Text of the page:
The American Western TV series – The Virginian – was television’s first 90-minute series, including commercials. It is also known as The Men from Shiloh. Its nine seasons with 249 episodes were aired from 1962 to 1971 by a national broadcasting company. It was originally based on The Virginian – The Horseman of the Plains, a novel written by Owen Wister in 1902.
This was the first true western fictional novel written by anyone and was based on the life of a cowboy on a cattle ranch. The main theme of the series was composed by a Canadian bandleader and composer, Percy Faith.
To see the audience’s reaction to the series, The Virginian was first started as a part of a series Decision and some other series. After a positive response from the audience, it was started as a separate TV series. Its main character was a tough foreman of Shiloh Ranch, a Virginian, and this role was played by James Drury. The Ranch was named Shiloh Ranch after the Battle of Shiloh, a two-day American Civil War
Who was Virginian?
source:NBC Television, Public domain, via Wikimedia Commons
The Virginian is a mystery man who speaks very few words and never reveals his real name. Although his past is unknown, he lives a life of honor. He is famous for his loyalty, bravery, honesty, hard work, and justice. The Virginian is hired as a foreman at the ranch of Shiloh by Judge Henry as manager and accountant.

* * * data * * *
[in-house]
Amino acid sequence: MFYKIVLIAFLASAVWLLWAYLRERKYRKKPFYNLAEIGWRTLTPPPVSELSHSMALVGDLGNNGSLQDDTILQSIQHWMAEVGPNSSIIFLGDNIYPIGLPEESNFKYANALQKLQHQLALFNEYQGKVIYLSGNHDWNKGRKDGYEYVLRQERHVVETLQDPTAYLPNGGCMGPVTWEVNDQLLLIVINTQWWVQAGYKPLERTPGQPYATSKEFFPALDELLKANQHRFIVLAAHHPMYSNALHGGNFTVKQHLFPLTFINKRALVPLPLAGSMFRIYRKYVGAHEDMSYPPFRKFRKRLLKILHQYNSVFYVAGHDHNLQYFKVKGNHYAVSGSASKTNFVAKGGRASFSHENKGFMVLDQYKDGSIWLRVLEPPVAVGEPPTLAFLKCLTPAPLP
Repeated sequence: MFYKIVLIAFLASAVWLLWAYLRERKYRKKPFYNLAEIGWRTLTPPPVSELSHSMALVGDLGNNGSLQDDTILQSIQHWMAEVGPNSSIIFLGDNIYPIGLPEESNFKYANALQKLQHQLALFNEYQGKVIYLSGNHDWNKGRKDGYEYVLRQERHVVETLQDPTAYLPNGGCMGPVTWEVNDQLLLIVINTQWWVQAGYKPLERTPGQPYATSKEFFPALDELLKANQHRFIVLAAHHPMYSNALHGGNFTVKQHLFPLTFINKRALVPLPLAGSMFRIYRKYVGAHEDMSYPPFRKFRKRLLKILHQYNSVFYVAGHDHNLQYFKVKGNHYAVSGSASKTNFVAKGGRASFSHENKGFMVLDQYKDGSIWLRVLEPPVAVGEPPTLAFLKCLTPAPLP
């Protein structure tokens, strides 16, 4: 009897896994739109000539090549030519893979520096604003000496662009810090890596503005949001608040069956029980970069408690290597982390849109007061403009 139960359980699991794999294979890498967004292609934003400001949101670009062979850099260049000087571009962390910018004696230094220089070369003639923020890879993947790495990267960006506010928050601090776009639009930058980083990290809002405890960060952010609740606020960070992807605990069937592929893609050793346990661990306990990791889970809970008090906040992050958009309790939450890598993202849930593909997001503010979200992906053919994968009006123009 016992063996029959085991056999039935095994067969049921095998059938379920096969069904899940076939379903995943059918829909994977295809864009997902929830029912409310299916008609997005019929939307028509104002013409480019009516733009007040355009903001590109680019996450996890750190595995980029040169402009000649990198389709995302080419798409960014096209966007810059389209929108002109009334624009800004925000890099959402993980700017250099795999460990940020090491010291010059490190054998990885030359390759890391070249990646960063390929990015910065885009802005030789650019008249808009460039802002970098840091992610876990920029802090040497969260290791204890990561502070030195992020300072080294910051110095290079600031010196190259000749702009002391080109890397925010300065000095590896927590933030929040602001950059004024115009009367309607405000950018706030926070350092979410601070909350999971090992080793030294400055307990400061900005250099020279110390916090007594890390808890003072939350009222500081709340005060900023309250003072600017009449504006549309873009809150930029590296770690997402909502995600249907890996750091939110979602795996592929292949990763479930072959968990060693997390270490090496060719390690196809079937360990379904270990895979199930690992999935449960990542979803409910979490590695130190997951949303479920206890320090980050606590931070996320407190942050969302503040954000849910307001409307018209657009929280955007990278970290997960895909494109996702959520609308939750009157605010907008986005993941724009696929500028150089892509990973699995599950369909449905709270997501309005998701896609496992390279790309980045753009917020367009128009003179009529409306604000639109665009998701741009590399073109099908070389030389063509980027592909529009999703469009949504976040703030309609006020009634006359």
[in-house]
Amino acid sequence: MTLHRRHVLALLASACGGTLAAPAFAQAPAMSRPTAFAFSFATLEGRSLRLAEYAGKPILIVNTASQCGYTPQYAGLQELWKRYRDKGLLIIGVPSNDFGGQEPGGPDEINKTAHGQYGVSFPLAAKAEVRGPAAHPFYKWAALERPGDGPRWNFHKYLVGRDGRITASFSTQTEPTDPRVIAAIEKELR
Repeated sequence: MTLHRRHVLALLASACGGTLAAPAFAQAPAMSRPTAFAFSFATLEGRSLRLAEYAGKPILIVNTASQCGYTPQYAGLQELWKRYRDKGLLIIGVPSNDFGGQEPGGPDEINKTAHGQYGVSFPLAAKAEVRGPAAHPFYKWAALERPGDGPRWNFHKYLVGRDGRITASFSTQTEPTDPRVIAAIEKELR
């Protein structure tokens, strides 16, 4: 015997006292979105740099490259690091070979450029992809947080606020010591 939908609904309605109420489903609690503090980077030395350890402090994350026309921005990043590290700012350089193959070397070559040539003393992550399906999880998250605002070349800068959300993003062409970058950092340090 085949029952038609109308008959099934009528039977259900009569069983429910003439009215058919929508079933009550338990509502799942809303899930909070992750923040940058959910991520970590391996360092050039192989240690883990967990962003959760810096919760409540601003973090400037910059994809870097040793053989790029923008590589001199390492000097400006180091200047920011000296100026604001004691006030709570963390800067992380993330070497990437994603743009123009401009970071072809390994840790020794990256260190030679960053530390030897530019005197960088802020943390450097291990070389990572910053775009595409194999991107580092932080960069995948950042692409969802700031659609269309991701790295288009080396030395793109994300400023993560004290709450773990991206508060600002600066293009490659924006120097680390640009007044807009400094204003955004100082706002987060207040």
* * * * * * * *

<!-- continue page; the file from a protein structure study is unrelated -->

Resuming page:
The Judge himself invited him for that post. He then took his moral values more seriously, and the whole series was focused on the foreman’s hunt to maintain an orderly arrangement and lifestyle at the Ranch. The foreman is equally respected by the people of the town and cowboys of the Ranch.
About the Cast of the Series
Several changes were made in the cast throughout the series, but the role of Virginian played by James Drury and Trampas played by Doug McClure remains constant throughout the show. Lee J. Cobb played the role of Judge Henry, owner of the Ranch.
Another important character is Betsy, played by Roberta Shore – she is the daughter of Ranch’s owner and lives with him. Randy Boone joined the cast in the second season as Randy Benton. He is a young cowboy at the Ranch who used to play guitar and sang duets with the daughter of Ranch’s owner.
Trampas was exactly the opposite to the Virginian; while Virginian was a serious and responsible person, Trampas had a fun-loving and chill nature. He often got entangled in some outrageous situation. Before joining the Ranch, he was involved in gambling and was in trouble with the law and forces. After meeting the Virginian and Judge Garth, he realizes his mistakes, but his personality remains the same as early.
Shiloh Ranch and its Owner
Judge Garth was the owner of the Shiloh Ranch for almost four seasons. He had a tough, harsh, and uncompromising personality outside but was very affectionate from inside. He is a father-like figure for the Virginian and Trampas.
All his employees and the citizens of the Medicine Bow have huge respect for him; they all value his opinion and most often seek his opinion for matters that they cannot settle down. The role was beautifully played by Lee J. Cobb and he left the series at the end of the fourth season. It was shown that he had left the Shiloh to become governor of Wyoming.